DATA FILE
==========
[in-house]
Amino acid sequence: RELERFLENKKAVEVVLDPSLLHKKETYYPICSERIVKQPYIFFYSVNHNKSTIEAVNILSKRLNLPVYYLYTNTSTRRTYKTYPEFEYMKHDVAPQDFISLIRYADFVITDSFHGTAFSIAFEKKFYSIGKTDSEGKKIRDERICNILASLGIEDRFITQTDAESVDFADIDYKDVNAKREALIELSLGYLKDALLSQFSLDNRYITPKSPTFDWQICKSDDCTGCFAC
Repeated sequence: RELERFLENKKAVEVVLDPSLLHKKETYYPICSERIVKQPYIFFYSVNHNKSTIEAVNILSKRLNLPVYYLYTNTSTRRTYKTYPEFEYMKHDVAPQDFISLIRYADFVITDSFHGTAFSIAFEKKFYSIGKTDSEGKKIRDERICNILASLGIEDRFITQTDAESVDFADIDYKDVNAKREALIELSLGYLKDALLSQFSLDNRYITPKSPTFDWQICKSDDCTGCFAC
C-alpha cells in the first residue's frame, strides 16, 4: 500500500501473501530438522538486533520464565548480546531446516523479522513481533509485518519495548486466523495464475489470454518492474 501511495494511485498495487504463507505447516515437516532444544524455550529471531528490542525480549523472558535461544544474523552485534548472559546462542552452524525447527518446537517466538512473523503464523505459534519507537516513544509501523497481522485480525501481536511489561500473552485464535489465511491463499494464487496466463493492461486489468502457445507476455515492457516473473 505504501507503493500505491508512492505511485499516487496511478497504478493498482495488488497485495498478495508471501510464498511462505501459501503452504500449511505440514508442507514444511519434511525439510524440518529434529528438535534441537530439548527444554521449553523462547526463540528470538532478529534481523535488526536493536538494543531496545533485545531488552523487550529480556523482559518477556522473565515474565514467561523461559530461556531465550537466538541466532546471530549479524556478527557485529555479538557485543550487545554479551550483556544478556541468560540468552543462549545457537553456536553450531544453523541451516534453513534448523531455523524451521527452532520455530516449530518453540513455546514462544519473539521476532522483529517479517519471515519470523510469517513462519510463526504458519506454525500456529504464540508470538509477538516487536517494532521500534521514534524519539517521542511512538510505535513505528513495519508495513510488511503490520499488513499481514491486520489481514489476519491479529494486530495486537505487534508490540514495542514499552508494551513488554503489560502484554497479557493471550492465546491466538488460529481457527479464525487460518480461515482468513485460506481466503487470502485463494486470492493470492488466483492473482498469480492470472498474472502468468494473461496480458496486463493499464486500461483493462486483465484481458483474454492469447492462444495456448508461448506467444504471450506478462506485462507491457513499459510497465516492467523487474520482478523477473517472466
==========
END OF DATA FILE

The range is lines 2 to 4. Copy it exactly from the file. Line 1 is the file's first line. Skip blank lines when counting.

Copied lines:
Amino acid sequence: RELERFLENKKAVEVVLDPSLLHKKETYYPICSERIVKQPYIFFYSVNHNKSTIEAVNILSKRLNLPVYYLYTNTSTRRTYKTYPEFEYMKHDVAPQDFISLIRYADFVITDSFHGTAFSIAFEKKFYSIGKTDSEGKKIRDERICNILASLGIEDRFITQTDAESVDFADIDYKDVNAKREALIELSLGYLKDALLSQFSLDNRYITPKSPTFDWQICKSDDCTGCFAC
Repeated sequence: RELERFLENKKAVEVVLDPSLLHKKETYYPICSERIVKQPYIFFYSVNHNKSTIEAVNILSKRLNLPVYYLYTNTSTRRTYKTYPEFEYMKHDVAPQDFISLIRYADFVITDSFHGTAFSIAFEKKFYSIGKTDSEGKKIRDERICNILASLGIEDRFITQTDAESVDFADIDYKDVNAKREALIELSLGYLKDALLSQFSLDNRYITPKSPTFDWQICKSDDCTGCFAC
C-alpha cells in the first residue's frame, strides 16, 4: 500500500501473501530438522538486533520464565548480546531446516523479522513481533509485518519495548486466523495464475489470454518492474 501511495494511485498495487504463507505447516515437516532444544524455550529471531528490542525480549523472558535461544544474523552485534548472559546462542552452524525447527518446537517466538512473523503464523505459534519507537516513544509501523497481522485480525501481536511489561500473552485464535489465511491463499494464487496466463493492461486489468502457445507476455515492457516473473 505504501507503493500505491508512492505511485499516487496511478497504478493498482495488488497485495498478495508471501510464498511462505501459501503452504500449511505440514508442507514444511519434511525439510524440518529434529528438535534441537530439548527444554521449553523462547526463540528470538532478529534481523535488526536493536538494543531496545533485545531488552523487550529480556523482559518477556522473565515474565514467561523461559530461556531465550537466538541466532546471530549479524556478527557485529555479538557485543550487545554479551550483556544478556541468560540468552543462549545457537553456536553450531544453523541451516534453513534448523531455523524451521527452532520455530516449530518453540513455546514462544519473539521476532522483529517479517519471515519470523510469517513462519510463526504458519506454525500456529504464540508470538509477538516487536517494532521500534521514534524519539517521542511512538510505535513505528513495519508495513510488511503490520499488513499481514491486520489481514489476519491479529494486530495486537505487534508490540514495542514499552508494551513488554503489560502484554497479557493471550492465546491466538488460529481457527479464525487460518480461515482468513485460506481466503487470502485463494486470492493470492488466483492473482498469480492470472498474472502468468494473461496480458496486463493499464486500461483493462486483465484481458483474454492469447492462444495456448508461448506467444504471450506478462506485462507491457513499459510497465516492467523487474520482478523477473517472466